Subject: Re: Scheme interpreter as server
From: (Rob Warnock)
Date: 6 Apr 2001 11:21:43 GMT
Newsgroups: comp.lang.scheme
Message-ID: <9ak8s7$7veh9$>
Barry Margolin  <> wrote:
| However, since we're talking about using an interpreter as the server,
| it would not be difficult to design the interpreter so that each script
| invocation operated in its own sandbox.  When the invocation completes,
| the sandbox would be destroyed, freeing all the data that was allocated
| within it.

Look at MzScheme's threads/namespaces/parameters/custodians:


In particular:

    A custodian manages a collection of threads, file-stream ports,
    process ports, TCP ports, and TCP listeners, [and has] the authority
    to shut down all of its managed values.
    (custodian-shutdown-all custodian) kills all running threads, closes
    all open ports, and closes all active TCP listeners that are managed
    by the custodian.

So if you create a new custodian for each request, make it the "current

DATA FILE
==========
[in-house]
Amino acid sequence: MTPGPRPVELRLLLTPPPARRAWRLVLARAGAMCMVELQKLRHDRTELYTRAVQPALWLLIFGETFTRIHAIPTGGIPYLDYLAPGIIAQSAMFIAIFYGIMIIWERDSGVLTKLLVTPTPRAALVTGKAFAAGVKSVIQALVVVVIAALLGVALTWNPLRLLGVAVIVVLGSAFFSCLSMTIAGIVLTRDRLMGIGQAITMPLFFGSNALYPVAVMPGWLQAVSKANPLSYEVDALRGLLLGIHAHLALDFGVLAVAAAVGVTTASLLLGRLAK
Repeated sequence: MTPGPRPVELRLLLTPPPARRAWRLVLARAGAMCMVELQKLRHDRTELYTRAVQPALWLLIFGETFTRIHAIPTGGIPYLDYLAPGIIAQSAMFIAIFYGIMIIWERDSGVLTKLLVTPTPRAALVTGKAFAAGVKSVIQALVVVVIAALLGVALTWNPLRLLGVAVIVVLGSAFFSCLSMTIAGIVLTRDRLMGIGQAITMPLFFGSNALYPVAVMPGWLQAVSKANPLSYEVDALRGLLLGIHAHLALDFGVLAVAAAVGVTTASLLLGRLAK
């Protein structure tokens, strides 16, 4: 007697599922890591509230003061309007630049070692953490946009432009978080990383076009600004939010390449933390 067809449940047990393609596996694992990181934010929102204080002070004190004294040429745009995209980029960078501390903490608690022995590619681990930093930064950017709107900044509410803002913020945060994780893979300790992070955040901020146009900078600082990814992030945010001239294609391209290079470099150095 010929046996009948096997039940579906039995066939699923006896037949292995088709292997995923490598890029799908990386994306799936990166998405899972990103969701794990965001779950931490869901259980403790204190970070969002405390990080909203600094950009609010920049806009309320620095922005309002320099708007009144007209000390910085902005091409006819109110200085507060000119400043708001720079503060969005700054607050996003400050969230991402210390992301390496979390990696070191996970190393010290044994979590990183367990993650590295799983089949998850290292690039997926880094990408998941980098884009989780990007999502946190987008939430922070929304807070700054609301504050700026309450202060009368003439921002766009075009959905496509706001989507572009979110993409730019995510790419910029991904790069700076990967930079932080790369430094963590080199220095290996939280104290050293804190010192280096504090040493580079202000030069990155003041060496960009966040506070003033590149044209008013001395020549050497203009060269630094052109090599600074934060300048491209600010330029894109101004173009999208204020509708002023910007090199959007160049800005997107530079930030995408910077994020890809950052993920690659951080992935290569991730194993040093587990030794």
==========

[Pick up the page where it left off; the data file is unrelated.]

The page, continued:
custodian", then create a thread to satisfy the request, if the parent
server (also a thread) shuts down that custodian (e.g., for an idle timeout,
or because the thread exited) any files that were opened (including sockets)
will be closed.

And of course, when a thread shuts down, any data held locally within it
gets GC'd (eventually).

| Certainly something like this is also needed to keep the scripts from
| interfering with each other if they make use of global variables.  "Global"
| would mean global within that invocation's sandbox, not global to the
| entire interpreter.

Again, MzScheme provides multiple global variable namespaces which
should handle this perfectly:

	The current namespace is used by eval, load, compile, and
	expand-defmacro. Once an expression is evaled or compiled,
	the global variable references in the compiled expression
	are permanently attached to a particular namespace, so the
	current namespace at the time that the code is executed is
	not used as the namespace for referencing global variables
	in the expression. 


	  (define x 'orig) ; define in the original namespace 
	  ; The following let expression is compiled in the original 
	  ; namespace, so direct references to x see 'orig. 
	  (let ([n (make-namespace)]) ; make new namespace 
	    (parameterize ([current-namespace n]) 
	      (eval '(define x 'new)) ; evals in the new namespace 
	      (display x) ; displays 'orig 
	      (display (eval 'x)))) ; displays 'new

Note that DrScheme depends on namespaces to keep user programs being
debugged from interfering with DrScheme's own globals.


Rob Warnock, 31-2-510
SGI Network Engineering		<URL:>
1600 Amphitheatre Pkwy.		Phone: 650-933-1673
Mountain View, CA  94043	PP-ASEL-IA